Computational studies were undertaken to evaluate the ability of the designed system 2 to adopt the desired type-II beta-turn conformation. A full systematic conformational Monte Carlo search was performed upon the N-acetyl-N'-methylamide model compounds 7 and 8 by examining all combinations of rotable torsion angles[12]. Two force fields (MM2 and Amber) were investigated and the calculations were carried out using both gas-phase minimization and the GB/SA continuum solvation model[13]. The results are summarized in Table 1. The calculations using the Amber all-atom force field have not yielded significantly different beta-turn structures.

Table 1. Torsion angles and relative energies of minimized conformations of 7 and 8 using gas-phase minimization (method A) and the GB/SA solvation water model (method B).

The calculated torsion angles phi2, psi2, phi3, and psi3 are in good agreement with those of the classical type-II beta-turn. The turn is stabilized by an intramolecular hydrogen bond between the carboxamide hydrogen and the prolyl N-carbonyl oxygen. The distance between these hetero atoms is 2.8 - 3.0 Å (for 7 and 8, both calculations), a value well within the range observed for hydrogen-bonded beta-turns in peptides[14]. An additional hydrogen bond between the carboxamide hydrogen and the nitrogen atom of the heterocyclic ring (distance: 2.4 Å) contributes further to the stabilization of the beta turn. A graphical representation of the energy-minimized structures of 7 and 8 is enclosed. Superimposition of the global minimum of 7 and 8 and the ideal type-II beta-turn revealed an RMS deviation of the main chain atoms of 0.341Å (7) and 0.298 Å (8), indicating that a high degree of similarity existed in the turn region. The comparison was made by fitting nine atoms of the backbone of 7 and 8 (calculation method A) with the corresponding amide backbone atoms of the classical type-II beta-turn.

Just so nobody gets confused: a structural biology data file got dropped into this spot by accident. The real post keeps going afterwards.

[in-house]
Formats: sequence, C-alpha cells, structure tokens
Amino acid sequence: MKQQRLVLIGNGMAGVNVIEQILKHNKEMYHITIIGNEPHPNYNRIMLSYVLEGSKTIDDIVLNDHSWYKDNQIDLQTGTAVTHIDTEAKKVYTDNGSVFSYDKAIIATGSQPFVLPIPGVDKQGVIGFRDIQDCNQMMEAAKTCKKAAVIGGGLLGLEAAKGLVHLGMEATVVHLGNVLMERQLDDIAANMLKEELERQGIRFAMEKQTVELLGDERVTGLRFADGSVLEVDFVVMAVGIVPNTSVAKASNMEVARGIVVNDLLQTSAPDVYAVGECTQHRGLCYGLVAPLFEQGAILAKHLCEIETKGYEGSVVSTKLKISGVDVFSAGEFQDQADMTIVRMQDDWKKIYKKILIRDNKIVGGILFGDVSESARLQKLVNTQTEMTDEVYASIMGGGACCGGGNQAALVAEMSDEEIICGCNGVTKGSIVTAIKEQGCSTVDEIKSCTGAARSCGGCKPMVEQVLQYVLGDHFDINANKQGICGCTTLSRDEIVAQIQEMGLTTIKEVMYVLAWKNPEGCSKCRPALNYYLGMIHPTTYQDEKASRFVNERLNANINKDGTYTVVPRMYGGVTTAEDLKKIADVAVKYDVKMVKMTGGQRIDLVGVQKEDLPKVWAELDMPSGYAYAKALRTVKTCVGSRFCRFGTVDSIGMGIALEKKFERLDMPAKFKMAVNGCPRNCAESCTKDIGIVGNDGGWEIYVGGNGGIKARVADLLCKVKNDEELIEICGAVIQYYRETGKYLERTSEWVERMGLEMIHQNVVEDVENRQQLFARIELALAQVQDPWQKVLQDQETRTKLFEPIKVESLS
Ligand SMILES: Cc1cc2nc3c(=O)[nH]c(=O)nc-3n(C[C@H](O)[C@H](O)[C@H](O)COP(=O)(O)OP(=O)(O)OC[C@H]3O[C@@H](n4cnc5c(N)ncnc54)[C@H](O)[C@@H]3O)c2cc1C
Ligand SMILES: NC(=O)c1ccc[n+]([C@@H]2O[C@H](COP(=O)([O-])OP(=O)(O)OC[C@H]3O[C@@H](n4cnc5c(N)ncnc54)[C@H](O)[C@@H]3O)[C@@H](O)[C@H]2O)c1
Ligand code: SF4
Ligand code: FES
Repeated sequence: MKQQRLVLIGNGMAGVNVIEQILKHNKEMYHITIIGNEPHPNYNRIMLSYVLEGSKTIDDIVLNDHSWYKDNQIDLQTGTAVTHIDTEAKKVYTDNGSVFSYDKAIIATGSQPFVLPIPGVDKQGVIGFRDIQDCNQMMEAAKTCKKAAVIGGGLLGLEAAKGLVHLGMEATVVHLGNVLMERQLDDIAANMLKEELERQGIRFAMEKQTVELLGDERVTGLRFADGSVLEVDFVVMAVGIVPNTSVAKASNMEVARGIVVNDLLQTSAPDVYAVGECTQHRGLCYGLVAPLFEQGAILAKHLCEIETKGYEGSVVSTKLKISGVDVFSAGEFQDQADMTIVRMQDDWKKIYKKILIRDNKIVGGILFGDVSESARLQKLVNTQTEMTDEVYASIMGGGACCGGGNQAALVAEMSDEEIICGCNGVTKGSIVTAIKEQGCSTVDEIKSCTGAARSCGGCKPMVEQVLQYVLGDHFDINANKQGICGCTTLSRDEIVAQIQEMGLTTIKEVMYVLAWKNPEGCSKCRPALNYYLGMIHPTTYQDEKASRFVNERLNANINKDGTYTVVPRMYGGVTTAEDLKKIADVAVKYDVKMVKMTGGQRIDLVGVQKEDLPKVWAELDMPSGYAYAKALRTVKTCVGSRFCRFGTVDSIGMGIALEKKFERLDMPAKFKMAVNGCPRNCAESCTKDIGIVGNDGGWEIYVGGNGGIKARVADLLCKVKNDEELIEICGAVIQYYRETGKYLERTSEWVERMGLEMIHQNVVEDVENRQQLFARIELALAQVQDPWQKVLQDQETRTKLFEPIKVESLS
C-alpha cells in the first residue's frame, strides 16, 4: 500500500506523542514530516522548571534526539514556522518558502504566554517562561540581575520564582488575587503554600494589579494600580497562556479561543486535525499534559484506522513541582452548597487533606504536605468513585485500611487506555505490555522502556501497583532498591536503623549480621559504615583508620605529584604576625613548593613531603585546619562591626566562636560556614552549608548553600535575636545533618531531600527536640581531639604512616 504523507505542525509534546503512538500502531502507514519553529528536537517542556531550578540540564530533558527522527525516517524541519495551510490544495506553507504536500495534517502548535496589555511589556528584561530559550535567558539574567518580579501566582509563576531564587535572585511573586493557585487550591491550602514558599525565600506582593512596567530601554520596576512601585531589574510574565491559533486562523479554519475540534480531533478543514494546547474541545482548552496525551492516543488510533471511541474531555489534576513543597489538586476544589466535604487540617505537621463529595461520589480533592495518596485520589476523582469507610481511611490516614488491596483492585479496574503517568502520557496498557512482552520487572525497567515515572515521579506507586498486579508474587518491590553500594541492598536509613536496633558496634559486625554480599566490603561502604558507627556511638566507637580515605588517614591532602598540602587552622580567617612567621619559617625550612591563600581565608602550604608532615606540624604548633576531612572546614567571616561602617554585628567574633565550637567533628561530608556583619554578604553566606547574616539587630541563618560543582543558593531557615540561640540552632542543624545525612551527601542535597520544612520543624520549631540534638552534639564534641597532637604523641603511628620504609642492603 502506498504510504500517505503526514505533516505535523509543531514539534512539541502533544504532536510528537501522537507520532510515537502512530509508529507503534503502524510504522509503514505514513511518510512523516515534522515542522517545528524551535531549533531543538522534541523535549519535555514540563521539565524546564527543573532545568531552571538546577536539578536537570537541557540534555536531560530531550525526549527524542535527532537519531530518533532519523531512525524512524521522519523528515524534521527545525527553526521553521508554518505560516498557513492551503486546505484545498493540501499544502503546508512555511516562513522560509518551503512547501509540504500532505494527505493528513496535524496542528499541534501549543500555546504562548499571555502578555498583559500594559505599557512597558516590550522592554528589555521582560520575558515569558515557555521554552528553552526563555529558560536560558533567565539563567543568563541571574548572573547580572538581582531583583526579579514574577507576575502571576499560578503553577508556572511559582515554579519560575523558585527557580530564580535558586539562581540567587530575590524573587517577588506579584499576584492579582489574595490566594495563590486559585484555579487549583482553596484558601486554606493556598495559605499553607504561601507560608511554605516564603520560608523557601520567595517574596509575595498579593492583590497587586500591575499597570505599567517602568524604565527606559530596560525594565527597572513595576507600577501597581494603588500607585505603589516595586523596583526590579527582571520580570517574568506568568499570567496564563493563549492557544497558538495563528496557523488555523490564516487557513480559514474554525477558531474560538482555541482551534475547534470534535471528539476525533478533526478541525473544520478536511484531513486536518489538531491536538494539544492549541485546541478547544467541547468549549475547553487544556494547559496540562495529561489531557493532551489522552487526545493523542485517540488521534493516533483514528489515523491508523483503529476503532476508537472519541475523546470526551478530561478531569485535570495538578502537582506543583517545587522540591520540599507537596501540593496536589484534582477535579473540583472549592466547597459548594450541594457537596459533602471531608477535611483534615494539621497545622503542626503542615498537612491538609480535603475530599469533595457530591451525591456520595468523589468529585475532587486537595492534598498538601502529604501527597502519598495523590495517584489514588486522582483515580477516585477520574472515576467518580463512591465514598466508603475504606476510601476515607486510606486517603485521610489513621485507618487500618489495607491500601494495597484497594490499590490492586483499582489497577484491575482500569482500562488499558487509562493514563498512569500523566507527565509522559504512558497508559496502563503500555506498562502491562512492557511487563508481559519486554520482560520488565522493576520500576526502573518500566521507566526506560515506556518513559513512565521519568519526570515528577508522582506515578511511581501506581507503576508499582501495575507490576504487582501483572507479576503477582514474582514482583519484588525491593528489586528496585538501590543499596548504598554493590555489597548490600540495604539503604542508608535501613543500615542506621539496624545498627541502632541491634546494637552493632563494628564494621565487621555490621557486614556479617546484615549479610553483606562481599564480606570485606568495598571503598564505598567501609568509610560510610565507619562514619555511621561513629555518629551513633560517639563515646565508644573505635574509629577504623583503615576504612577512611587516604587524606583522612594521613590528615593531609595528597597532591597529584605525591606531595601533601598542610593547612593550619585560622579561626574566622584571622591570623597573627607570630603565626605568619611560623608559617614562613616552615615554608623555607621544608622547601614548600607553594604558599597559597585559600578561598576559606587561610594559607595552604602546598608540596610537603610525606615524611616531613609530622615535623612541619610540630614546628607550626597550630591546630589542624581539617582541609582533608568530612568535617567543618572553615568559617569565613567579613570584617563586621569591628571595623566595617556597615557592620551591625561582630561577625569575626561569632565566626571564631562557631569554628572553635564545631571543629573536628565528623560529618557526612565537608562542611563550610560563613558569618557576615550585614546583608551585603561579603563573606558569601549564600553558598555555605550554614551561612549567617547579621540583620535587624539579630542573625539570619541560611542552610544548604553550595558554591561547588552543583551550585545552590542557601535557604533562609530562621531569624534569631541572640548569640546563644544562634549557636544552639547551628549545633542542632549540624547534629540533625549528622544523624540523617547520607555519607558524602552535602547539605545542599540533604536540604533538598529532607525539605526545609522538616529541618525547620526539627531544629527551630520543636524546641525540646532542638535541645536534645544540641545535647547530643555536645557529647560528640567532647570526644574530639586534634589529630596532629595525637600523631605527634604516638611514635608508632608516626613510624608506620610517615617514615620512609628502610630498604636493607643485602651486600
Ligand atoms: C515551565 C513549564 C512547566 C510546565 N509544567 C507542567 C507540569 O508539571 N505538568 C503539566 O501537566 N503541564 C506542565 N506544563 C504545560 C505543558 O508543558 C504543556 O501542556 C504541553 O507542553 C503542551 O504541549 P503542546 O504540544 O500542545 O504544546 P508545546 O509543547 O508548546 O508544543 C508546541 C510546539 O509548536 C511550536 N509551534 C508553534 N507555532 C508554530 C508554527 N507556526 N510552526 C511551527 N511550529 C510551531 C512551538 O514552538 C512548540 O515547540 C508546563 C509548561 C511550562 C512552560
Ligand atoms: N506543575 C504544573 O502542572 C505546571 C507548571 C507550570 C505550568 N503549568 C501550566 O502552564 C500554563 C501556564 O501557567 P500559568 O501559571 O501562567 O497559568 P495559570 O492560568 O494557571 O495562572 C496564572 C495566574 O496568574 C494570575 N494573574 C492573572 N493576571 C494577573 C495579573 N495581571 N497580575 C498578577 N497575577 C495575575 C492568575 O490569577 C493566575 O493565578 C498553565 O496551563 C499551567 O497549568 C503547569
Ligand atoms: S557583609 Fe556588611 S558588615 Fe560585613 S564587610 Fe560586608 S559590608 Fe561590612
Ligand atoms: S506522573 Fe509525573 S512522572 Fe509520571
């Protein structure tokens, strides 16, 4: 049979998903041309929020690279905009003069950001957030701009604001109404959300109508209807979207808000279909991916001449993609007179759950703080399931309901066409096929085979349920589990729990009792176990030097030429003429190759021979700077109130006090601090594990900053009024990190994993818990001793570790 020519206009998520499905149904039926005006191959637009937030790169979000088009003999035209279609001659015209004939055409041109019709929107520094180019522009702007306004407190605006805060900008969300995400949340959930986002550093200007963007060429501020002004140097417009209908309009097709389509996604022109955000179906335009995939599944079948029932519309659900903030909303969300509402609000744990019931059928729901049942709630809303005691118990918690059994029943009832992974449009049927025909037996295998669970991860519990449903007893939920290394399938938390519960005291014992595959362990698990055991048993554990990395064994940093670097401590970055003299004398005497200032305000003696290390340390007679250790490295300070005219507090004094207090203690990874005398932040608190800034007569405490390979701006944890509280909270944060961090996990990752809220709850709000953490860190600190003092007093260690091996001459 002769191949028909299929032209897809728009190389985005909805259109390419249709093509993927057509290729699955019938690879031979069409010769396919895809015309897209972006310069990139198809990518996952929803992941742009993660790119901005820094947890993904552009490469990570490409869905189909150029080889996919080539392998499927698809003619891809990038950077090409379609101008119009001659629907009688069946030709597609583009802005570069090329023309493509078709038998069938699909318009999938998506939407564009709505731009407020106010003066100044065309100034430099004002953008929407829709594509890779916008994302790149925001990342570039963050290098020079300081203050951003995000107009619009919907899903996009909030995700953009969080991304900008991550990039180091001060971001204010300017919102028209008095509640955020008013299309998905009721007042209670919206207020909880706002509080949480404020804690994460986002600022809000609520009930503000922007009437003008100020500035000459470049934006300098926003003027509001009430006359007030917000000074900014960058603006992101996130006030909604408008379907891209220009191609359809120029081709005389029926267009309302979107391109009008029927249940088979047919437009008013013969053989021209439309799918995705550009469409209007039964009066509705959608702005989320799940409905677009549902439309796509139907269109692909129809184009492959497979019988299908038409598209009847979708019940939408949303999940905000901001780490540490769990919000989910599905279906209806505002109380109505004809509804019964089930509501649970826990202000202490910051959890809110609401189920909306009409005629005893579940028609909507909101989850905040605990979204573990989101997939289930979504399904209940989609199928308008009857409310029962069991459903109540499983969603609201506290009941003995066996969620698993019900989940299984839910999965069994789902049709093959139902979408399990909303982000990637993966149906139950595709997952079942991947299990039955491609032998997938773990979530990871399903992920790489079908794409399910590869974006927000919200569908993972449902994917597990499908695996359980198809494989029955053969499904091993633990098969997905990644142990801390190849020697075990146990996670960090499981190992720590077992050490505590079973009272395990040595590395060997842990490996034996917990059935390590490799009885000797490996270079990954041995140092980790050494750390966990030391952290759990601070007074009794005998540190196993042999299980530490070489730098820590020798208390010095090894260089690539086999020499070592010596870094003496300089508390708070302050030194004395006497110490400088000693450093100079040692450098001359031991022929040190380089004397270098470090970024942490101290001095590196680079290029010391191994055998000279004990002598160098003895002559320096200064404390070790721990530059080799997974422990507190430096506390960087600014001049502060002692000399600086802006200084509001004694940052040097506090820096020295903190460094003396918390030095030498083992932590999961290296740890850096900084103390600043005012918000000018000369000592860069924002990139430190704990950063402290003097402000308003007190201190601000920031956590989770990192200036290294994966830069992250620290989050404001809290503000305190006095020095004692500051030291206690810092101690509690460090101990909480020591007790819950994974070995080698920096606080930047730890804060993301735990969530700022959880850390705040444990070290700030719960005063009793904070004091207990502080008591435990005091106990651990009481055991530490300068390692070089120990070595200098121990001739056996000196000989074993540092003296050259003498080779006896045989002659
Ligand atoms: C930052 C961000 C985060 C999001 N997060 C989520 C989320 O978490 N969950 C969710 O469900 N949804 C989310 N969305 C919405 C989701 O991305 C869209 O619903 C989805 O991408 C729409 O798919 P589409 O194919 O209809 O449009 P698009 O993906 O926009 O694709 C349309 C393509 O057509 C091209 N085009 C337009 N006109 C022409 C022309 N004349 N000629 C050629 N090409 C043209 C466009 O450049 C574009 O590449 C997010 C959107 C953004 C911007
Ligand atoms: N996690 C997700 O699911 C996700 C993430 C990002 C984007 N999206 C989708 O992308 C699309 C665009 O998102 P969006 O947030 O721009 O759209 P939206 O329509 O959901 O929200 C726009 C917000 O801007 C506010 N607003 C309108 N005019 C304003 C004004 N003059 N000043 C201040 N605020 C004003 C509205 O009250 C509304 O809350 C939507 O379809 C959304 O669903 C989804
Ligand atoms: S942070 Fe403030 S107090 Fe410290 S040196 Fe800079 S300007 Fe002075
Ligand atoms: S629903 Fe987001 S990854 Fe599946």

Graphical representation of the energy-minimized structures of 7 and 8.

IV. Conclusion

This study contributes a simple and direct approach to peptidomimetic compounds. Modeling studies have shown that the conformation of the designed system 2 is in close agreement with that of the hydrogen-bonded type-II beta-turn with respect to the torsion angles and the interatomic distances. We believe that these systems can serve as useful conformational constraints which, when incorporated into the structures of selective bioactive peptides, will yield new conformationally constrained peptide analogues for structure activity relationship studies. Incorporation of the peptide-mimicking building block into biologically relevant peptide structures is in progress.

V. Remarks

Further details of the modeling studies and the experimental data of the synthesized compounds are available upon request. I gratefully acknowledge the support by FibroGen, Inc.

VI. References

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9. Ball, J. B., Hughes, R. A. Tetrahedron 1993, 49, 3467 - 3478.

10. Genin, M. J., Ojala, W. H., Gleason, W. B., Johnson, R. L. J. Org. Chem. 1993, 58, 2334 - 2337.

11. Freidinger, R. M., Veber, D. F., Hirschmann, R., Paege, L. M. Int. J. Pept. Protein Res. 1980, 16, 464 - 470.

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13. Still, W. C., Tempczyk, A., Hawley, R. C., Hendrickson, T. J. Am. Chem. Soc. 1990, 112, 6127 - 6129.

14. Taylor, R., Kennard, O. Acc. Chem. Res. 1984, 17, 320.